Encinitas’ rejection of housing project in upscale neighborhood draws state warning
California Atty. Gen. Rob Bonta is taking a keen interest in a controversial Encinitas housing project and says he will hold the city accountable if it fails to approve a new version of the building plans, which were rejected last year.
In a letter written for Bonta and addressed to the city’s mayor, Deputy Atty. Gen. Matthew Struhar wrote Thursday that he understands the developers now are planning to submit a revised version of their previous proposal.
The new proposal is expected to contain even more low-income housing units, and this time around, Encinitas had better do right by the project — or else — Struhar wrote.
“We urge the city to take prompt action to consider and approve the revised project if and when a new application is submitted,” Struhar wrote. “If the city fails to do so, the Attorney General is prepared to take immediate steps to hold the city accountable.”
Reached Thursday afternoon, Encinitas Mayor Catherine Blakespear said she could not comment on specifics related to the Encinitas Boulevard Apartment project because of the threat of litigation, but said, “Encinitas takes its housing obligations seriously and remains committed to doing its part to address the state’s housing crisis.”
“Less than one year after getting state approval for the city’s housing plan, the city has approved more than half of the city’s total assigned goal for the next eight years,” she continued. ”We are aware of state housing laws and working diligently to stay in compliance with them. I appreciate the Attorney General’s reminder about the applicable laws, and when the Encinitas Blvd. Apartments application is resubmitted, the City Council will consider it right away.”
Wealthy town has an answer against building affordable housing: Mountain lions
The wealthy Silicon Valley suburb of Woodside is trying to block a new state law allowing duplexes on single-family home lots by declaring itself a mountain-lion habitat.
The fight over the apartment complex proposal dates back several years. The massive development is currently proposed to be 277 units plus a multistory parking garage on a nearly 7-acre site.
The apartment buildings are proposed to top out at 69 feet — far higher than the city’s standard height limit of 39 feet. The size of the proposed structures has alarmed residents in the surrounding Olivenhain neighborhood, which is known for its upscale, single-family homes on large lots.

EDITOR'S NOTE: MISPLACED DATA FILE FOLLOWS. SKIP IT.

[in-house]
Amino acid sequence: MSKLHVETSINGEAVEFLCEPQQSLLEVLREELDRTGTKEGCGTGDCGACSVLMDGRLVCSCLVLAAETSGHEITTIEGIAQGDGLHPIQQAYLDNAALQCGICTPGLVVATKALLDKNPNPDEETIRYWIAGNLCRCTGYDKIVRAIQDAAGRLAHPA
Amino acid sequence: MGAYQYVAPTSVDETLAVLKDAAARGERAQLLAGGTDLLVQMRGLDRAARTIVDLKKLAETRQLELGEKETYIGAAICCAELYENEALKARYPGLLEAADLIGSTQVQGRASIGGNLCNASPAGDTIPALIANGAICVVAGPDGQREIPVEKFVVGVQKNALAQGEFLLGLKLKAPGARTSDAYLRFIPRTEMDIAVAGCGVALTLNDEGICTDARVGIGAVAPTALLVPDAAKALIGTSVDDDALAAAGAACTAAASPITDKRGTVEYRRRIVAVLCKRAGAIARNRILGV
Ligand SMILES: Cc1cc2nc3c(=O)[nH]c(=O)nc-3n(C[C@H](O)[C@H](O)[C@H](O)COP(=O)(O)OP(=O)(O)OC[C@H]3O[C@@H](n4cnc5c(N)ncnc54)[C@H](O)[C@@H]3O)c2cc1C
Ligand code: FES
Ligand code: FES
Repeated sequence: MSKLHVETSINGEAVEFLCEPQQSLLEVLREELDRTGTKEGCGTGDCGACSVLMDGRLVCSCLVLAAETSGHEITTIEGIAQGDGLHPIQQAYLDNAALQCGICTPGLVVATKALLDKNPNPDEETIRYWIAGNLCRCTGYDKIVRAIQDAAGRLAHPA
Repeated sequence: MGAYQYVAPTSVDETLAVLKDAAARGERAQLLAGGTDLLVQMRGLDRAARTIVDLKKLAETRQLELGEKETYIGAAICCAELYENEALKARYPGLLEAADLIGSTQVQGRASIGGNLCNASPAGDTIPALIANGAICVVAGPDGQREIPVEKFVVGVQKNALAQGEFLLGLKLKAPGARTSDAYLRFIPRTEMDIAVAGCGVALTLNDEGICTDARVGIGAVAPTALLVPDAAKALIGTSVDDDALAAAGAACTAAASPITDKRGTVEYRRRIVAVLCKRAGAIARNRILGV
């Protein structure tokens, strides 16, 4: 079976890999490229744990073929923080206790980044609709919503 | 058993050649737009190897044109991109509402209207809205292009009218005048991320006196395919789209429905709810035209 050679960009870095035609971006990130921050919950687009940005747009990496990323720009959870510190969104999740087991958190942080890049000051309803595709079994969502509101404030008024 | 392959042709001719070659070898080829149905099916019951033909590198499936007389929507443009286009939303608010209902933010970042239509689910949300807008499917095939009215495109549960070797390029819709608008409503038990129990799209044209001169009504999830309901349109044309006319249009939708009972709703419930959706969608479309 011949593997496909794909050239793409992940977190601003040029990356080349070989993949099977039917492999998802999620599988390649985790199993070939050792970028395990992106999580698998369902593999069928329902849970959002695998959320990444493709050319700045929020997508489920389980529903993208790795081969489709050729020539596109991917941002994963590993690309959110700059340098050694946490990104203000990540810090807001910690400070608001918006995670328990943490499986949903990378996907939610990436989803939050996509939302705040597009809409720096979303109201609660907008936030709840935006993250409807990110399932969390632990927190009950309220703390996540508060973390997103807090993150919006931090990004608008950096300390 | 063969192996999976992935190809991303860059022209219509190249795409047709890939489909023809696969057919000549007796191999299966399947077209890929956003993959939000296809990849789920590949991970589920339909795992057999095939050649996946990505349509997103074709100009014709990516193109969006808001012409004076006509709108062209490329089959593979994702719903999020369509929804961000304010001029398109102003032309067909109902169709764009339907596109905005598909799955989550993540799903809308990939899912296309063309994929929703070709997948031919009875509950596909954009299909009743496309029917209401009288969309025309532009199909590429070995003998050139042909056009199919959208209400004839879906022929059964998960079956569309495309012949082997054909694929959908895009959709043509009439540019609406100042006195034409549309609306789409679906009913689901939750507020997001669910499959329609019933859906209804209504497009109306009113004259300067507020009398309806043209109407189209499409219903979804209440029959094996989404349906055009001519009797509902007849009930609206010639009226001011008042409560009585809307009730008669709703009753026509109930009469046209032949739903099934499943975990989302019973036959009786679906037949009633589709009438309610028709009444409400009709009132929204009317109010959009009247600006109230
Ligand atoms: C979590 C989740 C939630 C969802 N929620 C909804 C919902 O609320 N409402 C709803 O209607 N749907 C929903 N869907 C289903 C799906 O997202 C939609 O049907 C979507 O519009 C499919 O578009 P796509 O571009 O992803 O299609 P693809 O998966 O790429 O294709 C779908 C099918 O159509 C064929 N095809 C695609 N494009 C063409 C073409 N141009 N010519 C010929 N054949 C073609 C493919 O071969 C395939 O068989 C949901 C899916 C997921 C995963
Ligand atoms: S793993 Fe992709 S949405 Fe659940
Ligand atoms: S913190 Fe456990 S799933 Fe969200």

In November, the City Council rejected two appeals of city permit decisions related to the project, and ruled that the city’s Planning Commission acted correctly in August when it denied permits for a development proposal. One appeal of the Planning Commission’s decision was filed by developer Randy Goodson, who argued that the city didn’t have the authority to deny the building plans because this should be considered a “by-right” development under state low-income housing laws. Goodson is proposing to set aside 41 of the proposed 277 units for low-income residents, which would make the project eligible for special treatment and waivers from some city building requirements.
The other appeal was filed by opponents’ group Encinitas Residents for Responsible Development. It argued that the Planning Commission should have denied the permit requests on additional grounds, including fire safety concerns.
In his four-page letter to the mayor Thursday, Struhar said the city violated both the state’s Housing Accountability Act and the Density Bonus Law when it failed to approve the development plans. Encinitas needs to do more to address “significant disparities in housing needs” and prevent the creation of segregated housing areas, he added.
It’s particularly noteworthy that the proposed project would be located in Olivenhain, which has “even higher home values than the city as a whole,” he wrote. Given that this is the only site in the Olivenhain area that has been set aside by the city for multifamily, lower-income housing, the city’s decision to deny the permits is particularly troubling, he added.
A new effort to build housing for the homeless intends to demonstrate how the private sector can build faster and cheaper
And, if the city fails to address this situation, it could find itself out of compliance entirely with state housing law and thus would lose the authority to reject housing projects even if they are inconsistent with the city’s zoning or its general plan, he wrote.
“Although the city violated state law when it disapproved the project, it appears that the city will have the opportunity to correct that error by approving the revised project in the near future. If the city fails to approve the revised project, then the Attorney General will take prompt action to hold the City accountable,” he concluded.
The stories shaping California
Get up to speed with our Essential California newsletter, sent six days a week.
You may occasionally receive promotional content from the Los Angeles Times.